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American History
Chilocco Socials


       Part of the success of the school went to the constant activities involving the students. It seemed there was never a minute when boredom was entertained. So many clubs, sports, vocations, socials, church attendance, maintenance duties, choir and others were exercised. I know I'm not mentioning everything because this is only what pertained to my own schedule.

       This changed when employee status was gained for me and I was more aware that employees were expected to attend the socials, too. I knew this because there were always employees at the socials when I was a student but it had not really registered that they were there as a part of their job. It wasn't for extra pay but just an accepted pleasurable duty.  Some of the women made the comment that their lives began and ended at 7:45 p.m. which was the time for activities to start. One woman even told that she must time her child's birth for 7:45 p.m.

       There was the customary military grand march entry when everyone marched into the ballroom together with arms joined. Sometimes when I see old movies depicting a social on an old western fort it gives me great memories as the actors march into the room in that fashion.

      When we were students some complained about the employees watching them. “You know they are gossiping about us,” some of the girls were uncomfortable with what they felt was too close an observation of their activities.

      On the other hand, while an employee, my new situation made me realize there weren't  hidden motives with staff watching the students. I can't speak for the other employees but for me it was a thrill to see these students who were just barely younger than myself,  working so diligently to do the social practices they were being taught. Some were learning to dance and that was special. Others who were older and had mastered the skill. They  were graceful and charming in their movements. Strong Native American features made them beautiful with a natural poise.

       Remembering the nervousness I felt when first coming to the school gave me a respect for the brave, quiet manner these children, young adults had.

      Somehow these activities gave the staff a unity, too.  It was as if we felt so good about the work we did.  No matter that some of the jobs were as menial as my own, that of secretary. Certainly there were teachers and instructors who made this their life long, dedicated commitment.  Even though it took four years for a child to come into the school and then to graduate, the days were taken one at a time. These socials were just like a sparkle of a promise as the students who were dressed in their best suits and pretty dresses whirled around and about the dance floor.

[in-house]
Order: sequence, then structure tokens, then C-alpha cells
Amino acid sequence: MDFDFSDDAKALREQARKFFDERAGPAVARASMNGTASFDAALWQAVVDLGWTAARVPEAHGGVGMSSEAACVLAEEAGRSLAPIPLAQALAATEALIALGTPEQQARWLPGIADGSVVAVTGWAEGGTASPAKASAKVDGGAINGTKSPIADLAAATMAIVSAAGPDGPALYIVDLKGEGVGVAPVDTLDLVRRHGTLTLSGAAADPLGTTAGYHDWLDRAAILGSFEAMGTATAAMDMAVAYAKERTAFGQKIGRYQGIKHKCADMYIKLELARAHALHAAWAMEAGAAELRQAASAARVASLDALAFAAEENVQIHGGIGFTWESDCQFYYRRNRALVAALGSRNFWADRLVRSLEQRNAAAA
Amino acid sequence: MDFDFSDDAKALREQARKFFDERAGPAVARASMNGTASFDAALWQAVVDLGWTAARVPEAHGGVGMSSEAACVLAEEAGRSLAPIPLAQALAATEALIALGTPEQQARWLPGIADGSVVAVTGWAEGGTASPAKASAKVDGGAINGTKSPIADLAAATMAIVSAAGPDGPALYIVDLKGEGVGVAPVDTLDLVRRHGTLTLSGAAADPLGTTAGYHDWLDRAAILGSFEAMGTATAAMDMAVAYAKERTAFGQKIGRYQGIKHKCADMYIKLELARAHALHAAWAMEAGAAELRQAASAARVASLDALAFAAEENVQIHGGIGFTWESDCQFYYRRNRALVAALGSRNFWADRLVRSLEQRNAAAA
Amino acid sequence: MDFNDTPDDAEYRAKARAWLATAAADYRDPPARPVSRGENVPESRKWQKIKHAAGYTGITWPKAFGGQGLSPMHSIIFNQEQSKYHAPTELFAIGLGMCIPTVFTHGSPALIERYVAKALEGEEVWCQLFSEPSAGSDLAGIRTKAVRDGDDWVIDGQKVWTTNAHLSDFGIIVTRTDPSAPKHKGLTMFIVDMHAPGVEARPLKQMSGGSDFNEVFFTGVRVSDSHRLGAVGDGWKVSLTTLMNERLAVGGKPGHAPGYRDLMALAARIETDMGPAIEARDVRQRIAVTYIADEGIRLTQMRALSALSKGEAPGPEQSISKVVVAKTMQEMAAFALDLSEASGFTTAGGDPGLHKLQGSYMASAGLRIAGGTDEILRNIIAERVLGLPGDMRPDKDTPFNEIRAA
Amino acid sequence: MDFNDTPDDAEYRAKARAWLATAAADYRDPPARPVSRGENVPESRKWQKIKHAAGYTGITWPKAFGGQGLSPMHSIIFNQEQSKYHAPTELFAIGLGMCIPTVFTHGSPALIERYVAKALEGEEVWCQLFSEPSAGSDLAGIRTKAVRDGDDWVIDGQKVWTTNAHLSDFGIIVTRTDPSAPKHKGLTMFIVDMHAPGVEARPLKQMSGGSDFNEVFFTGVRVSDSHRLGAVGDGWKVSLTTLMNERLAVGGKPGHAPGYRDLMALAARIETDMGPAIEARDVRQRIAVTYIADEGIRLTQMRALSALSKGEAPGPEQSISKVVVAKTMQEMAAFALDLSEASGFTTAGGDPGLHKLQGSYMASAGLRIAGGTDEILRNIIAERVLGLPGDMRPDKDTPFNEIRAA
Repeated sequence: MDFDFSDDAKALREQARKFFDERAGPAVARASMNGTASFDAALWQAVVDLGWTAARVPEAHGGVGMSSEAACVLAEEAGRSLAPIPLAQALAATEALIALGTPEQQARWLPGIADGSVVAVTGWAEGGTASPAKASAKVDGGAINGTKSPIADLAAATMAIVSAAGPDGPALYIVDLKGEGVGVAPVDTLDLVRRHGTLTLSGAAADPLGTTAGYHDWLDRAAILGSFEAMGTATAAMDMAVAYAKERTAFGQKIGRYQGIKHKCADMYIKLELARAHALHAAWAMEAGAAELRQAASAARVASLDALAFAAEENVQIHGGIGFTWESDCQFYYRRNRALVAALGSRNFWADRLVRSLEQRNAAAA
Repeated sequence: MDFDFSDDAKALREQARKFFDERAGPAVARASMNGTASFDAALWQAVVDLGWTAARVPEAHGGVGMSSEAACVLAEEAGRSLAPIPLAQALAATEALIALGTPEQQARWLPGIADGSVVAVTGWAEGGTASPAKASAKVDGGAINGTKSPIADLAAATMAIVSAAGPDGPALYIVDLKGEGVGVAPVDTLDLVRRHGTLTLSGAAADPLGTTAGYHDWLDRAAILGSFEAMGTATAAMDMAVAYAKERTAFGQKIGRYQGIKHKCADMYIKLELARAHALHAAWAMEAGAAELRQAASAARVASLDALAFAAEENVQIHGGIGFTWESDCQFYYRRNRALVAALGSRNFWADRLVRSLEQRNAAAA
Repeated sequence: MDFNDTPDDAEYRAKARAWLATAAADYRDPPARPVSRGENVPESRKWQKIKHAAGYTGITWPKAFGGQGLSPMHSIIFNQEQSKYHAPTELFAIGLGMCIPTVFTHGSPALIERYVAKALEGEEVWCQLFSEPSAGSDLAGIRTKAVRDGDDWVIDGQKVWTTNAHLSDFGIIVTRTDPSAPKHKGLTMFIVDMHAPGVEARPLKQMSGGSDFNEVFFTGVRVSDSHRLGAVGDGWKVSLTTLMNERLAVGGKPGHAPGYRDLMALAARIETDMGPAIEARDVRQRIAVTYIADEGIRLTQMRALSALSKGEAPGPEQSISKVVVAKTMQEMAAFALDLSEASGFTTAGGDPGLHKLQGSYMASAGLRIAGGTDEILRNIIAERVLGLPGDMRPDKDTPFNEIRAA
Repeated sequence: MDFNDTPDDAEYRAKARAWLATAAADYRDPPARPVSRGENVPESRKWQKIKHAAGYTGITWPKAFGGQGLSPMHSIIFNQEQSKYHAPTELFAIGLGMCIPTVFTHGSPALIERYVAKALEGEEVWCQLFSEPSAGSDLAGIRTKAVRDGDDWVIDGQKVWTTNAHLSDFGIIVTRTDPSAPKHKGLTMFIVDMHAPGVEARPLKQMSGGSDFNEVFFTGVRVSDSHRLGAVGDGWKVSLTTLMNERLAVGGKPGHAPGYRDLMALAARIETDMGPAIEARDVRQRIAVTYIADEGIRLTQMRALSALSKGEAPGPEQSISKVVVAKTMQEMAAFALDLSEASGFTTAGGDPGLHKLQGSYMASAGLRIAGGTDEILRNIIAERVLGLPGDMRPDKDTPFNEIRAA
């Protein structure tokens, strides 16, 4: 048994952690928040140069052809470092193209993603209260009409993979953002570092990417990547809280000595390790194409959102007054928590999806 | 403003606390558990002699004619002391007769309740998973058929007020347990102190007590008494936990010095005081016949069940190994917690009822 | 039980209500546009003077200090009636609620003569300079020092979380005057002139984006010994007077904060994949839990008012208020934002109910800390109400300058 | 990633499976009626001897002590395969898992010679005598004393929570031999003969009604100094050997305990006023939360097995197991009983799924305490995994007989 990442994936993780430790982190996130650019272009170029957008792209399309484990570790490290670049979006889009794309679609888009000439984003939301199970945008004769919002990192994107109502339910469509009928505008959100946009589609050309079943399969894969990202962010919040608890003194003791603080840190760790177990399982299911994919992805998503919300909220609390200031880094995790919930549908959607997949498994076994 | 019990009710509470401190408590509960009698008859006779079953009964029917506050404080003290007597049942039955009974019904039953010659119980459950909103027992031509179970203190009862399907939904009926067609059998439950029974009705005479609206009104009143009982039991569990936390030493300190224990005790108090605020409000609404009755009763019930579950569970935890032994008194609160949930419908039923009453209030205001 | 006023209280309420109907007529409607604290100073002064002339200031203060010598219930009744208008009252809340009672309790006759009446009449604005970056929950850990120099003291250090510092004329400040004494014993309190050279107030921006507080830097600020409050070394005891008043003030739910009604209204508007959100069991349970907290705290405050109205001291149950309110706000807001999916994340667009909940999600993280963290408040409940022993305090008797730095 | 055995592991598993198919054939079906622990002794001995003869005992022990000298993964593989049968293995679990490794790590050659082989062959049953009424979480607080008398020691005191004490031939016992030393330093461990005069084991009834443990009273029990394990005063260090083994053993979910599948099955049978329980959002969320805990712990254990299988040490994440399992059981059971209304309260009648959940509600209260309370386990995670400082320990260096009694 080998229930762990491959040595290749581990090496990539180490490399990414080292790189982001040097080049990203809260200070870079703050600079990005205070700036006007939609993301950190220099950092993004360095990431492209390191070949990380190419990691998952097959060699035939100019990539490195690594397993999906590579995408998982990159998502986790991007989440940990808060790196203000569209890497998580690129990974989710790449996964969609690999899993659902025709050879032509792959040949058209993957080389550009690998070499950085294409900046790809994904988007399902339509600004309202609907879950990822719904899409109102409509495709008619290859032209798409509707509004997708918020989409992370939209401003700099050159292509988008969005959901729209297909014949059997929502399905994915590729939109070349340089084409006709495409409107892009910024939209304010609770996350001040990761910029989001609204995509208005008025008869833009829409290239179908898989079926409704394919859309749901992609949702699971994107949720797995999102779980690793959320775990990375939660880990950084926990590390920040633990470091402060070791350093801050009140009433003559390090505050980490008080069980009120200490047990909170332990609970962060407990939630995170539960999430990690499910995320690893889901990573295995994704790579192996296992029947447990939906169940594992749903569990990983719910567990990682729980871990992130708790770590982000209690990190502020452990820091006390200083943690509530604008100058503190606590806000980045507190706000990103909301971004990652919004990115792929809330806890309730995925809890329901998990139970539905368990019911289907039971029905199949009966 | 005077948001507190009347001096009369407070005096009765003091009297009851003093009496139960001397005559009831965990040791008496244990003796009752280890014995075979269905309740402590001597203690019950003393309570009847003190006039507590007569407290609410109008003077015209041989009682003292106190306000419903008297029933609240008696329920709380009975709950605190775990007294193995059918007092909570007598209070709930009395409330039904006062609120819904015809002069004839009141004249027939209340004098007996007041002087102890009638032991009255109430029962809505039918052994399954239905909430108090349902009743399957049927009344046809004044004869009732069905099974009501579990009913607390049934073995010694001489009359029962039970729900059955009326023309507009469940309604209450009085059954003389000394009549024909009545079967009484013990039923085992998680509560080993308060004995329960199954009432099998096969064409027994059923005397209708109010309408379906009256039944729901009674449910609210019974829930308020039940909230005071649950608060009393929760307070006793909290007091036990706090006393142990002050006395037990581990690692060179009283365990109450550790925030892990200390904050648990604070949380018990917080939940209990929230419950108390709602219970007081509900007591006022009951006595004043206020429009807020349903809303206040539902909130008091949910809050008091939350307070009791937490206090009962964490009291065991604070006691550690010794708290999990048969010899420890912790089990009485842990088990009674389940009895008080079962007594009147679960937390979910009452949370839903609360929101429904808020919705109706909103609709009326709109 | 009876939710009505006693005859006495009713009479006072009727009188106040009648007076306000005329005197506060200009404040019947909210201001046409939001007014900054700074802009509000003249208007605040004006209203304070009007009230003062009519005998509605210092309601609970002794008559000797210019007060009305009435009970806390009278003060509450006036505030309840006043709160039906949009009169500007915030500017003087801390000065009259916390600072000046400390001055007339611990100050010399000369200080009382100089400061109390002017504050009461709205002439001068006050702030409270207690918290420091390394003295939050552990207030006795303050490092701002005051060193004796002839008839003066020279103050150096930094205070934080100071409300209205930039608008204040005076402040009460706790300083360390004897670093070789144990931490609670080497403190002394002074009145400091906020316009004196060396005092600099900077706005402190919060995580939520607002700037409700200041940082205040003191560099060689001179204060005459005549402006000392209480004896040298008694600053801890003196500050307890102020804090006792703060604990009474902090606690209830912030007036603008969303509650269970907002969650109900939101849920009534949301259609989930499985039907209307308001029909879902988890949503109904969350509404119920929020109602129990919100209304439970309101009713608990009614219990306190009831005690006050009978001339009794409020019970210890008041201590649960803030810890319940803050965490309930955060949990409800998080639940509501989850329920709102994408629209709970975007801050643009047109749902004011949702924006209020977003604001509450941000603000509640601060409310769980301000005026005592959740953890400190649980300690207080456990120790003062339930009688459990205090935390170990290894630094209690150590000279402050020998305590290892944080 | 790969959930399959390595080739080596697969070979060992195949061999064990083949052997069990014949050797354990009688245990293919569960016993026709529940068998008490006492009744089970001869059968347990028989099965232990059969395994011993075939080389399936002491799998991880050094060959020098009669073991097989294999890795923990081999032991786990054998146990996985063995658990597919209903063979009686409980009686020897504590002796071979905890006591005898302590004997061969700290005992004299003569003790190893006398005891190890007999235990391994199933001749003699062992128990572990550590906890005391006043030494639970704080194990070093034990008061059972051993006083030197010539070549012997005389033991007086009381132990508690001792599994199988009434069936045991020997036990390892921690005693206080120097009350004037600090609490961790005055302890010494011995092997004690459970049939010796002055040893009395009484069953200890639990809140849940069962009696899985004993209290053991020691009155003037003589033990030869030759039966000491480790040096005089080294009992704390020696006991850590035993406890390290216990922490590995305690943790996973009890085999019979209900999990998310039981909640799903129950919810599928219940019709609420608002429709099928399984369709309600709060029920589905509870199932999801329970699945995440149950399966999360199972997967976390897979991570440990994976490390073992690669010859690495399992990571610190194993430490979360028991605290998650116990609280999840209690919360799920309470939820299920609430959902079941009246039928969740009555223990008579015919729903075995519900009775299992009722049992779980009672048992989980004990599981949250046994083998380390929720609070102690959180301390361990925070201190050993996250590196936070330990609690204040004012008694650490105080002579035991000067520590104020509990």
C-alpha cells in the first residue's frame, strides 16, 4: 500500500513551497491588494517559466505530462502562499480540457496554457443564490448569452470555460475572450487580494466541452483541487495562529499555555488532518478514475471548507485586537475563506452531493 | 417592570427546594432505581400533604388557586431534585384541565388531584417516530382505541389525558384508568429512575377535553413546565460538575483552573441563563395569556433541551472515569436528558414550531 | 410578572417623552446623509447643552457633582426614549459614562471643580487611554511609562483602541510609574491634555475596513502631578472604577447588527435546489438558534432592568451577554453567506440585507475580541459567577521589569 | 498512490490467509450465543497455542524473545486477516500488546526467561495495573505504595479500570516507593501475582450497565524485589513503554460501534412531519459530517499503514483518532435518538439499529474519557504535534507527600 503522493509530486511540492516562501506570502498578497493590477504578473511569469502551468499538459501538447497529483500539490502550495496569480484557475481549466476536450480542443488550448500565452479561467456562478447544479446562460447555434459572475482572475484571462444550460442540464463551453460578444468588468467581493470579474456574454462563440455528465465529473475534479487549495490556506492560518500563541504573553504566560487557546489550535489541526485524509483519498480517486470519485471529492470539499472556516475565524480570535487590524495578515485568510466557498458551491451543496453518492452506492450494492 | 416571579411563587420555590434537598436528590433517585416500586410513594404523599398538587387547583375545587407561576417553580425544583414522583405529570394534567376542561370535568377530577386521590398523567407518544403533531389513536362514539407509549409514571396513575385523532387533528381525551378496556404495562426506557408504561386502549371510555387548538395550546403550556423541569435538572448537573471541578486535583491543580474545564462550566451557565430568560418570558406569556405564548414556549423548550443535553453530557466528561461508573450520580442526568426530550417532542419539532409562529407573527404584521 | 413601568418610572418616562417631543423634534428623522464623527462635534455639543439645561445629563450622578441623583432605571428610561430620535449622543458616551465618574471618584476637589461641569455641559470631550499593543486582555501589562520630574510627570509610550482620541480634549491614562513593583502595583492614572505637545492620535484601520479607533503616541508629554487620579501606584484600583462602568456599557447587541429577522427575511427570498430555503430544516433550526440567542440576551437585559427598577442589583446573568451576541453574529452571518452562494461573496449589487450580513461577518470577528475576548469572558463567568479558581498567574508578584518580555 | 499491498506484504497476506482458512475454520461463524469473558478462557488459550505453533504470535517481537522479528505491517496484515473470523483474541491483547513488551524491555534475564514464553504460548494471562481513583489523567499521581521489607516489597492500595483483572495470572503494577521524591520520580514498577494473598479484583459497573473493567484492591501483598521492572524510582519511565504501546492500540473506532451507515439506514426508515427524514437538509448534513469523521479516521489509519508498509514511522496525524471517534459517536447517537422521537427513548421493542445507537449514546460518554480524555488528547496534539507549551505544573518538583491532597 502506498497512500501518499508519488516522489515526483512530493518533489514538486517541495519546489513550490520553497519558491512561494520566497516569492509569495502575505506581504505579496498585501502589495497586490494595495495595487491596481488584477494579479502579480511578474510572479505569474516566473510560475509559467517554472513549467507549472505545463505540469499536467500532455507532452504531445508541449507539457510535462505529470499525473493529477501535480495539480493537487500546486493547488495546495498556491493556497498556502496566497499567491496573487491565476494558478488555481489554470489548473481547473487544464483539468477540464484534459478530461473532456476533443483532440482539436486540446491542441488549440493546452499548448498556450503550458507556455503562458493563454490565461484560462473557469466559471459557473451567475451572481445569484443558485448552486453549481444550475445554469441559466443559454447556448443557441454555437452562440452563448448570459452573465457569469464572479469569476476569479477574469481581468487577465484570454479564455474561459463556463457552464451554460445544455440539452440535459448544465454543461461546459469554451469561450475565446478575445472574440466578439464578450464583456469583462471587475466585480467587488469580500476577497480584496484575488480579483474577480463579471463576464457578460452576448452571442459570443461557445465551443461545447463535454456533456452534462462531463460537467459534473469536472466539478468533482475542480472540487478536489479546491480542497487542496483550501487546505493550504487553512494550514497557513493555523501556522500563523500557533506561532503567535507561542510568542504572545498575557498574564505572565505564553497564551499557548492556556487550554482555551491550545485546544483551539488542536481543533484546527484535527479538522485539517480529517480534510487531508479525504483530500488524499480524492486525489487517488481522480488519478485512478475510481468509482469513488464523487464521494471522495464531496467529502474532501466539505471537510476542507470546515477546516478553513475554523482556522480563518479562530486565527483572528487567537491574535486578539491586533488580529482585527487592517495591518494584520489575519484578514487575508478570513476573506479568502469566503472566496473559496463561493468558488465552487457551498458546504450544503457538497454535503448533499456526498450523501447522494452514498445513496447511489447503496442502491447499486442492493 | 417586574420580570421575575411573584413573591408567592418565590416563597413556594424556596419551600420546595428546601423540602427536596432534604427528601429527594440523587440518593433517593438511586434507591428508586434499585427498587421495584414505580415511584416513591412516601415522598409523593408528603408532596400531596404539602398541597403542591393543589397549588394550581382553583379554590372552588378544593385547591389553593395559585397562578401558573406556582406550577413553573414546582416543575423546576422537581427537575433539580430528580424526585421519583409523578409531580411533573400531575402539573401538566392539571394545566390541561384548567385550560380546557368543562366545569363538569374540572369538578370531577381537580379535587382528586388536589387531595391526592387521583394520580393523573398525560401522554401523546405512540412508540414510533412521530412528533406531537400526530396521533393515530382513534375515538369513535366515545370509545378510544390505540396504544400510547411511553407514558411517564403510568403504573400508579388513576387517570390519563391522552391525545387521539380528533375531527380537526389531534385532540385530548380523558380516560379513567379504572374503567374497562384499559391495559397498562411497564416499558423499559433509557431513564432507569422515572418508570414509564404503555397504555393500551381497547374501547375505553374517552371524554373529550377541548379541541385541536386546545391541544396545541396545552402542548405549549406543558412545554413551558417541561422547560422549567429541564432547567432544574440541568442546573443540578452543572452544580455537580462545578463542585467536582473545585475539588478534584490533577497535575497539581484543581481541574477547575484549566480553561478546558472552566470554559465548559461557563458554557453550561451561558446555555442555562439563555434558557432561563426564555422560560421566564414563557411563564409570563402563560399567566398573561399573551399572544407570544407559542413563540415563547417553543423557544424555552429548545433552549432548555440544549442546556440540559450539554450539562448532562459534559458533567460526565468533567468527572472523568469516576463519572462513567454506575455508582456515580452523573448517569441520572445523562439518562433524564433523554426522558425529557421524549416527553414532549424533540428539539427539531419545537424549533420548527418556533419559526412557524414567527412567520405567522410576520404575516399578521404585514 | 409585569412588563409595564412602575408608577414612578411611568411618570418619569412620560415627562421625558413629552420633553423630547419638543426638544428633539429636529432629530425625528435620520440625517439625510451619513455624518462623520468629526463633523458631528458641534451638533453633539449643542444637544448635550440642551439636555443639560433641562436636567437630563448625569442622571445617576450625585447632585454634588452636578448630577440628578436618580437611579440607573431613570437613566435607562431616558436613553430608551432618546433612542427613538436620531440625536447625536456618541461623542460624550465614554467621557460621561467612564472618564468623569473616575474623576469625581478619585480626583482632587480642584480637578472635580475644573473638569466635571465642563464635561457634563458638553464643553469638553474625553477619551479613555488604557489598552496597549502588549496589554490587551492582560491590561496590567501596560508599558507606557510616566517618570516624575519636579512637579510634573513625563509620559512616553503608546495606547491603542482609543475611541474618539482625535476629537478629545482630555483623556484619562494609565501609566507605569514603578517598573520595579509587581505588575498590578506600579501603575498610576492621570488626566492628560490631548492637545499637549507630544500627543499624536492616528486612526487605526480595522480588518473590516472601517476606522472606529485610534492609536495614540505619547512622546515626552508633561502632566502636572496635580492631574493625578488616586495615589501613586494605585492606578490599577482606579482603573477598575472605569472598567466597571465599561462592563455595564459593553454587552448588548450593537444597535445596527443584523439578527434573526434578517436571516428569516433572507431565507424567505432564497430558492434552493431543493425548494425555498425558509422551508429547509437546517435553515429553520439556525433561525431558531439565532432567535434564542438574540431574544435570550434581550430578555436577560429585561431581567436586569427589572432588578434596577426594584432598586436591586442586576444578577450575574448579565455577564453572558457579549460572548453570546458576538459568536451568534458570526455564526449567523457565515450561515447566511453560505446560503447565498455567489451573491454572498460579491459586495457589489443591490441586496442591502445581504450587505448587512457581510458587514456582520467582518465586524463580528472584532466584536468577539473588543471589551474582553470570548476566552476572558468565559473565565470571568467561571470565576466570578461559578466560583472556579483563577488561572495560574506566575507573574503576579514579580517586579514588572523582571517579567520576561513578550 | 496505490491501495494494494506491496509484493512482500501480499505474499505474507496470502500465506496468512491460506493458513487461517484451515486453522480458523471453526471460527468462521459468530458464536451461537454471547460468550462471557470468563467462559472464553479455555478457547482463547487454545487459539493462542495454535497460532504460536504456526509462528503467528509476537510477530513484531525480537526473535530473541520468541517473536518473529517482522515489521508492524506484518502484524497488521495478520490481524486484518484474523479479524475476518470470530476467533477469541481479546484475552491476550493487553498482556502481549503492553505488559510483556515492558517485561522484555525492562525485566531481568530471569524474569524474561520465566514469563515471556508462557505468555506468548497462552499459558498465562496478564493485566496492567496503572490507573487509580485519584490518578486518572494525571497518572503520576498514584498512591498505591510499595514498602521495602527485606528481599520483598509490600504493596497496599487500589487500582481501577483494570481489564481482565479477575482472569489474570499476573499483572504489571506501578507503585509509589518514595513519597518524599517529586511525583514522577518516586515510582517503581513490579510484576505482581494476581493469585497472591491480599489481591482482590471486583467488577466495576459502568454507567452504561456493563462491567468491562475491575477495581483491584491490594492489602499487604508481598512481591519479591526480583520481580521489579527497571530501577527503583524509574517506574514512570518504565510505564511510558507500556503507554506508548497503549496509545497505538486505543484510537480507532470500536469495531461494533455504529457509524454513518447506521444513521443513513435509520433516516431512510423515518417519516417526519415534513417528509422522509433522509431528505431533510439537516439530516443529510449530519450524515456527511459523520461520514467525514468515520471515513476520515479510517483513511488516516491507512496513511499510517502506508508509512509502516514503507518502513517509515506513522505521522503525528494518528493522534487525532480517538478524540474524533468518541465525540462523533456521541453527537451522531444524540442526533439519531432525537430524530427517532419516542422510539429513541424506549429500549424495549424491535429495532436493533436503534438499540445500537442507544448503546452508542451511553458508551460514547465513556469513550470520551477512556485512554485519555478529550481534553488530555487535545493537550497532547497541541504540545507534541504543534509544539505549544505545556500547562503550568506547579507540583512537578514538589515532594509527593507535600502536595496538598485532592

The dances, ball  games,  sports activities, games, church socials,  by today's standards would probably be considered slow. But, at the time, there was nothing backwards about them.

       Pageants in the spring time around the dark waters of the lake at night alternated every other year with the operetta presented by the choir. Every part of the pageant was a production. Lights on performances by the gymnastic groups, vocational acted out vignettes, gifted soloists and so many other presentations made the parents proud who had traveled to the school to watch their children with this activity.

     The operetta was performed by amateurs but after hours and hours of practice the stage acts came off as sharp as a real show. Costumes and music created the whimsical works of Gershwin, Richard Rogers and others.

      The values of the employees during that year of 1956 were above reproach. There were no shadowy, hidden secret liaisons. To my knowledge the workers were strong Christian with a tightly established goal and they were a little like missionaries. They sacrificed their whole lives to see the Native American be given a chance to learn a trade or go on to college to become good citizens in society. It was a wondrous opportunity, my working there,  and it added more to my education than any other time in my life.


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